Speaker 2: every day. Let's see. We're planning to head there next week. I think I might bring my protein powder and spinach for my smoothies. As another hint. I'm not quite sure how my situation can help the other listener, but I feel you warm. Regards, love.
Speaker 1: Thank you so much for writing in with that feedback. It a It makes me really want a Montreal bagel. We feel you were close to Montreal and the I think it's it is a good solution. I like that. I'm gonna put this in the freezer or help me portion this out a little bit. Not not a bad tactic to take. And I think I
Speaker 2: might have just heard Pooch's ears perk up somewhere when she heard protein powder in spinach E.
Speaker 2: Uh huh. Thank you so much for sending us your thoughts and updates. Please do keep them coming. You can send your next feedback update or salute awesome etiquette at Emily post dot com. Or you can leave us a voicemail or text at 8028 by the kind That's 8028585
Speaker 1: 463
Speaker 1: It's
Speaker 2: time for our post script segment, where we dive deeper into a topic of etiquette,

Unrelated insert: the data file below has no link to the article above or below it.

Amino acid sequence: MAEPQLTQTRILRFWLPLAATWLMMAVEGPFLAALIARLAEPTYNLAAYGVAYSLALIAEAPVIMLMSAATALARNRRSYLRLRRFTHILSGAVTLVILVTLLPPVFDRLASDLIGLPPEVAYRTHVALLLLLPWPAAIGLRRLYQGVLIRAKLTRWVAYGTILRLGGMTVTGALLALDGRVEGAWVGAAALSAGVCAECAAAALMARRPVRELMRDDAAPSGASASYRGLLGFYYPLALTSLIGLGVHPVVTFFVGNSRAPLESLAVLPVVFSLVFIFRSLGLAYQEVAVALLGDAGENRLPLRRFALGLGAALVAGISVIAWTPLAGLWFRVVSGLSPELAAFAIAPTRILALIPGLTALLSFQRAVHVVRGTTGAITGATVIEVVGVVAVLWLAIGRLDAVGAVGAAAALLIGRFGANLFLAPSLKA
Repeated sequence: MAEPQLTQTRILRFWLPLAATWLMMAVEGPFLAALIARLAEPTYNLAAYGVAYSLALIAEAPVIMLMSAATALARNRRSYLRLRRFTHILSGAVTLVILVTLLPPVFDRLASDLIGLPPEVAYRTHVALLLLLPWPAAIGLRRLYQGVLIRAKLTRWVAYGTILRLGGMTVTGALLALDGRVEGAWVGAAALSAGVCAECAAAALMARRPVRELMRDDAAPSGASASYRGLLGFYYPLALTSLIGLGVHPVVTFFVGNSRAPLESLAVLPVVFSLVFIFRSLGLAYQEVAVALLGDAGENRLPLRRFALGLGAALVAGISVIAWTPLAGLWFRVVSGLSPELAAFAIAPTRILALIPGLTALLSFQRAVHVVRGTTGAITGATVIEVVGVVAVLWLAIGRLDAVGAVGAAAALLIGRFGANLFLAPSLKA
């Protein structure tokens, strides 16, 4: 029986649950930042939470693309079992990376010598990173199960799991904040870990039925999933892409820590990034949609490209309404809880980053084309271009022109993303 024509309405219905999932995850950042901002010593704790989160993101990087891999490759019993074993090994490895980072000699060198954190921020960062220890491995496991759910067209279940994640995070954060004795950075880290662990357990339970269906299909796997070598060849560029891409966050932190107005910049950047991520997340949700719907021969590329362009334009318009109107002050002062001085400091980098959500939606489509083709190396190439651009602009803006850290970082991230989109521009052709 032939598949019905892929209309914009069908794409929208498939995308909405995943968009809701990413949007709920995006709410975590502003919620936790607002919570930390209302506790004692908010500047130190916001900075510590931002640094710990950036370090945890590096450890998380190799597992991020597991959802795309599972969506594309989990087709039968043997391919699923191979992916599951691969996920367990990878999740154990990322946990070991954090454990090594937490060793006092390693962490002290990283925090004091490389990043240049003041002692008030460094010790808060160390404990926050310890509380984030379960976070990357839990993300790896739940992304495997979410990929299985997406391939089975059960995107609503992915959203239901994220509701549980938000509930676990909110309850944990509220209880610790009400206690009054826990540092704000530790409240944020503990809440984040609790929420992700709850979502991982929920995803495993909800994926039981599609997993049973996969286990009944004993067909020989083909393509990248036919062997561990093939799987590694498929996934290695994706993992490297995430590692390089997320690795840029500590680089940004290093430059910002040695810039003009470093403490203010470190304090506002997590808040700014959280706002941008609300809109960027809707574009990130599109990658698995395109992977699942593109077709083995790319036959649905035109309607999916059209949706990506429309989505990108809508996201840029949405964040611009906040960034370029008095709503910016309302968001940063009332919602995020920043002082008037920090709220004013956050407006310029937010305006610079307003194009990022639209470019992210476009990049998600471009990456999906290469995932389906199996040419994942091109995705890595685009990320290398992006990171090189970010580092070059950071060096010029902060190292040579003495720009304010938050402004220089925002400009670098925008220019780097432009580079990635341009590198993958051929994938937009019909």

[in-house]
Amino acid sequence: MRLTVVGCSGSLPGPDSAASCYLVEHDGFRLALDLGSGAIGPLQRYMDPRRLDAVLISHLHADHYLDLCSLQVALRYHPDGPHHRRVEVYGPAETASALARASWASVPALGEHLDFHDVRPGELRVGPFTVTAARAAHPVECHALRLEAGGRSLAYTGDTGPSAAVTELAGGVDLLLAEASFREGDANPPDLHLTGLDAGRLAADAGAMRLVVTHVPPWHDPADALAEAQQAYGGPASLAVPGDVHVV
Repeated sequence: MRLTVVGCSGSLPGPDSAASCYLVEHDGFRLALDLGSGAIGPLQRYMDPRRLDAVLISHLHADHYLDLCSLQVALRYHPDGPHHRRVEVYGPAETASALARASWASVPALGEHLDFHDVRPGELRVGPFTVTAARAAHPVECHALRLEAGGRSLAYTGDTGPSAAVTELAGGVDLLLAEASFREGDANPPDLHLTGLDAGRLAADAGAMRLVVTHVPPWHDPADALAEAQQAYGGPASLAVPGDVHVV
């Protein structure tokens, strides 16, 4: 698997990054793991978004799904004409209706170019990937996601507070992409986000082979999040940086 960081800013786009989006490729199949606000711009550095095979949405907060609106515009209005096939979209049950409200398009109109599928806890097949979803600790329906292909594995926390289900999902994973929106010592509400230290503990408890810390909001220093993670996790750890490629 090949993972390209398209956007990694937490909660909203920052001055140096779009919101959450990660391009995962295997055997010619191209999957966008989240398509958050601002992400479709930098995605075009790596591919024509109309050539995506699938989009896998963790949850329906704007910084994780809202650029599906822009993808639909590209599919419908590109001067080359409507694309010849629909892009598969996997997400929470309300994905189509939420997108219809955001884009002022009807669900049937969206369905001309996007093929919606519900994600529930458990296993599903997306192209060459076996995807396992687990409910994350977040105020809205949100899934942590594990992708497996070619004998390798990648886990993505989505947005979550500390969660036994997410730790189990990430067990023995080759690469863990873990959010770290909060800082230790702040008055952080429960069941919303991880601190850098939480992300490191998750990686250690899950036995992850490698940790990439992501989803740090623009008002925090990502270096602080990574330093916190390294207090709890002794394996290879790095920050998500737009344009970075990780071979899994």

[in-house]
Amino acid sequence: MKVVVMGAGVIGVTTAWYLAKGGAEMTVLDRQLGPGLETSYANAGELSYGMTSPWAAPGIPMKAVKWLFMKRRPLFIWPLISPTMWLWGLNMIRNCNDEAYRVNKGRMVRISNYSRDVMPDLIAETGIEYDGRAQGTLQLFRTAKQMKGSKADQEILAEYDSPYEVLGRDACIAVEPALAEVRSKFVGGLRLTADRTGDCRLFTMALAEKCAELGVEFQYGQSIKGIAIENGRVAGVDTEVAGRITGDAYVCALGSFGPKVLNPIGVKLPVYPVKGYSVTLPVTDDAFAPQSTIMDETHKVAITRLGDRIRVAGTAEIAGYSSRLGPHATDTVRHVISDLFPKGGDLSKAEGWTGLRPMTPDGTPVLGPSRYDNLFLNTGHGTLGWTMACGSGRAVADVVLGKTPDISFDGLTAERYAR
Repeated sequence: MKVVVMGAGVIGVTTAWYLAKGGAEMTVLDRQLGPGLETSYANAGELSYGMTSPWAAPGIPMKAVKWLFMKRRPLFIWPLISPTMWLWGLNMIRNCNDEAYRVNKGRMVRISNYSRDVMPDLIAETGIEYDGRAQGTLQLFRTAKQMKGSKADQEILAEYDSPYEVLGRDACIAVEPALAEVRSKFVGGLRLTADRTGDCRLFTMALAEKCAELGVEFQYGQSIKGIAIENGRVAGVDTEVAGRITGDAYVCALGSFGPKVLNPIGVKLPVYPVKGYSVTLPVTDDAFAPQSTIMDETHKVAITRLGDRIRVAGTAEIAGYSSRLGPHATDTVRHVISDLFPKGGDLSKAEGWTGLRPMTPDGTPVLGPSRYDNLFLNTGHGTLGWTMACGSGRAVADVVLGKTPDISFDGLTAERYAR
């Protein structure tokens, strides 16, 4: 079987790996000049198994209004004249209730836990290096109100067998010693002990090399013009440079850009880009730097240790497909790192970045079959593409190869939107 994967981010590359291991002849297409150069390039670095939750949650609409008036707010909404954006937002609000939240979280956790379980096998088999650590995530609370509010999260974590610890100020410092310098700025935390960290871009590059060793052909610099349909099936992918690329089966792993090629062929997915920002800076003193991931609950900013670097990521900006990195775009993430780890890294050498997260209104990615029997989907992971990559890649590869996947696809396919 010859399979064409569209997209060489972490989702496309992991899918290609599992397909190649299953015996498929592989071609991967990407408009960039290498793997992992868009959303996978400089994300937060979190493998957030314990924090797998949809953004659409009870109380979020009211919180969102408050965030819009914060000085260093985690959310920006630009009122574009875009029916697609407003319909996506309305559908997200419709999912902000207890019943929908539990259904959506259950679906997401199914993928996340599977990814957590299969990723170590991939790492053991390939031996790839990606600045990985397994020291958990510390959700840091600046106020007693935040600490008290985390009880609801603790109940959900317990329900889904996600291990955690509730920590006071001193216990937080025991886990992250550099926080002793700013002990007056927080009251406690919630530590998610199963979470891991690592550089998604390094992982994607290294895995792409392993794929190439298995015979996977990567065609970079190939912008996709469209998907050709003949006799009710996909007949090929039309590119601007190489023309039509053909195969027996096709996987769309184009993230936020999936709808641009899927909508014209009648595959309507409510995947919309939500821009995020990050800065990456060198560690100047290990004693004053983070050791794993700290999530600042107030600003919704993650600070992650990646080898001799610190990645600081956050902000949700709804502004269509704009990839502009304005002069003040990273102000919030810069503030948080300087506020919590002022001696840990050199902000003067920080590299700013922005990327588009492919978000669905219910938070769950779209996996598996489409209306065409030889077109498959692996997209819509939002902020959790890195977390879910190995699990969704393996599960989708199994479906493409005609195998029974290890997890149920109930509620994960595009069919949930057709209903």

Speaker 1: and today we're continuing
Speaker 2: with Margaret Visser. But
Speaker 1: this time in a
Speaker 2: bit of a holiday mood are
Speaker 1: reading. Today is on feasts. It's true. It is. Uh, this could be found on Page 29 30 of visors. Book
Speaker 1: food is tradition, largely because a taste acquired is rarely lost and tastes and smells, which we have known in the past, recall for us as nothing else can the memories associated with um, Marcel Proust made remembrance of things past, one of the longest novels ever written arise out of a bit of cake, which one day he soaked in tea. Justus had been the custom in his childhood. Ah, shudder ran through him and an exquisite pleasure. He could not at first fathom, and then he understood.
Speaker 1: Quote, taste and smell alone. More fragile but more enduring, more substantial, more persistent, more faithful remain poised a long time like soles, remembering, waiting, hoping amid the ruins of all the rest. So in that moment, all the flowers in our garden and in M. Swan's park and the water lilies on the Viva and the good folk of the Village and their little dwellings and the parish church and the whole of calm bray and its surroundings taking shape and solidity sprang into being town and gardens alike. From my cup of tea
Speaker 1: end quote feasts by means of structure and ritual deliberately used the powerful connotations of food to recall origins and earlier times. They also attempt to be events in themselves, unforgettable in order to furnish recollections for the future.